Hong Kong has a special trading status with the United States. As a legacy of its British past and this special status, certain American controls on technology and other exports that apply to the rest of China do not apply to Hong Kong. This is a recognition by the United States of the “one country, two systems”—which was promised by the Chinese in the original deal about Hong Kong’s handover.

Bills are being introduced in the House and Senate to monitor and strengthen this special status and to threaten it should the Chinese government remove the basis for it. If the administration backed these bills—along with the bipartisan support they now have in Congress—America would speak in one voice in the same tones as won the Cold War and allowed coalitions to thwart and topple tyrannies after it ended.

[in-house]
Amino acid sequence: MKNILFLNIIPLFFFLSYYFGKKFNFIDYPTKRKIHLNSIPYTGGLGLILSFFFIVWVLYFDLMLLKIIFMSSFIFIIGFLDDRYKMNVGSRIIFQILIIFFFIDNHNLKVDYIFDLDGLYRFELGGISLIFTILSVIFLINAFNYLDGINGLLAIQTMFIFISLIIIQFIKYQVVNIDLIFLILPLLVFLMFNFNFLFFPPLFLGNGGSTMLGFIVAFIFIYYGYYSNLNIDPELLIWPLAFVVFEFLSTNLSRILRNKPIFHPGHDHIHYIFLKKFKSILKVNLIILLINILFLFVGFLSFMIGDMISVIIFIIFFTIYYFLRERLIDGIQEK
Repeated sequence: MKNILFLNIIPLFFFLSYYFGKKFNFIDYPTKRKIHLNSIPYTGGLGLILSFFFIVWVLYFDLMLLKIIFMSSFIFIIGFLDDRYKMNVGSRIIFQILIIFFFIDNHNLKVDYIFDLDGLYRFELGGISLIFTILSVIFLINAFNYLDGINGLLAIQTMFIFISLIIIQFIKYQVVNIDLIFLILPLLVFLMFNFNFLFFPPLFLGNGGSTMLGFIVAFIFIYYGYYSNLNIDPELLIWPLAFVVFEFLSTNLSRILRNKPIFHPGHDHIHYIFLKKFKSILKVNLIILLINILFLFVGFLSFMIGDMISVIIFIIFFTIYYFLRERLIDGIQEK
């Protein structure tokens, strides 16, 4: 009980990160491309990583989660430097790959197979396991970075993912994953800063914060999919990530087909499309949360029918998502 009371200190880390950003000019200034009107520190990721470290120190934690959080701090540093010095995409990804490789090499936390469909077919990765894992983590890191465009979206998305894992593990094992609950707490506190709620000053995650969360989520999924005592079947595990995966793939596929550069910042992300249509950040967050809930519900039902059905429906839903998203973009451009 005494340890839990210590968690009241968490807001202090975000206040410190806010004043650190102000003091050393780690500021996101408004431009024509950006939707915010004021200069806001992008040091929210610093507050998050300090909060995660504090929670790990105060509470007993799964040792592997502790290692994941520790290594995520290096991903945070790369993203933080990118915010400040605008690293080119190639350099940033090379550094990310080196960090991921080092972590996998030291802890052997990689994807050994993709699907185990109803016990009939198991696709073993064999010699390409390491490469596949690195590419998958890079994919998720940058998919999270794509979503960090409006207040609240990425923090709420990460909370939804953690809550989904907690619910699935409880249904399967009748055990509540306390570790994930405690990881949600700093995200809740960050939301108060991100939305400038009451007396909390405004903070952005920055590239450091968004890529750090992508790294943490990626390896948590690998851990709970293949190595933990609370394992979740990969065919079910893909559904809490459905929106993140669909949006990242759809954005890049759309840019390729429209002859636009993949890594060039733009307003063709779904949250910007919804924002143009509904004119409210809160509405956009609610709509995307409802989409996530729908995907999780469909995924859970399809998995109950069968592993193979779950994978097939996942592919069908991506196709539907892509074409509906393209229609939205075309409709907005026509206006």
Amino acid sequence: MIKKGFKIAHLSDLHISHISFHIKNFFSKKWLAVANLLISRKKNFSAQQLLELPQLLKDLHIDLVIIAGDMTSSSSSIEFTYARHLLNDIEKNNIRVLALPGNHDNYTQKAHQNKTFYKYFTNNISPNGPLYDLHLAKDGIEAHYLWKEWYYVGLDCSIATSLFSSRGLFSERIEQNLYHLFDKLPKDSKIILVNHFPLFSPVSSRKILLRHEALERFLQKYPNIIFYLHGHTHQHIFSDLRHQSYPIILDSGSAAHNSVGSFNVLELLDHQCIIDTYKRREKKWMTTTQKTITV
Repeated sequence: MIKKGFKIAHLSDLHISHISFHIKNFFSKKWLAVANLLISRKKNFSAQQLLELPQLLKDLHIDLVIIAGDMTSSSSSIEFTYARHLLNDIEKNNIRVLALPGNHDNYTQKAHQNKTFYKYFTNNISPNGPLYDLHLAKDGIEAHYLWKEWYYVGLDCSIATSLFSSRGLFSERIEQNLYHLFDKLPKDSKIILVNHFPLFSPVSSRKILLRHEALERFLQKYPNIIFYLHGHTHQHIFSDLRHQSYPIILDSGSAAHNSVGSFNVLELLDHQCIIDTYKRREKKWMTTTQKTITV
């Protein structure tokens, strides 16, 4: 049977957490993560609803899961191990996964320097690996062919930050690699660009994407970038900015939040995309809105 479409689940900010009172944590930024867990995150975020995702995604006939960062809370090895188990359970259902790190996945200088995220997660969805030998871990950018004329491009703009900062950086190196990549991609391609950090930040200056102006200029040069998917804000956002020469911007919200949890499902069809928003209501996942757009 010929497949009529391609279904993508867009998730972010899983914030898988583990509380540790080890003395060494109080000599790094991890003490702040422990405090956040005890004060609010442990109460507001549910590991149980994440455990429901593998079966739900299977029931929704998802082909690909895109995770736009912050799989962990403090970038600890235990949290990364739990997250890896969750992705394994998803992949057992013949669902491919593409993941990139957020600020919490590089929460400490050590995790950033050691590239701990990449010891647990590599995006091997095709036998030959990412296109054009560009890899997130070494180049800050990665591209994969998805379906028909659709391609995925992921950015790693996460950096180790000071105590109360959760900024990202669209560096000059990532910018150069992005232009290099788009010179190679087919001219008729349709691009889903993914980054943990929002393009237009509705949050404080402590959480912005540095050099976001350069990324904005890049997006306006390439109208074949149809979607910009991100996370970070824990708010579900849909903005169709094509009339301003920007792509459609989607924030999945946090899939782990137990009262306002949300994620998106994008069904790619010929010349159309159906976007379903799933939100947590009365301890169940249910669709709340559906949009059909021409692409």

And America would not need to speak alone. Trump has been given a gift in the rise of Boris Johnson as prime minister of Great Britain. That nation is the chief signatory to the deal that was to keep Hong Kong free for 50 years and Johnson has forcefully asserted Britain’s right to act independently on the world stage. The prime minister of Australia, Scott Morrison, is also a China critic and is notably concerned about Australia’s largest trading partner’s threat to security.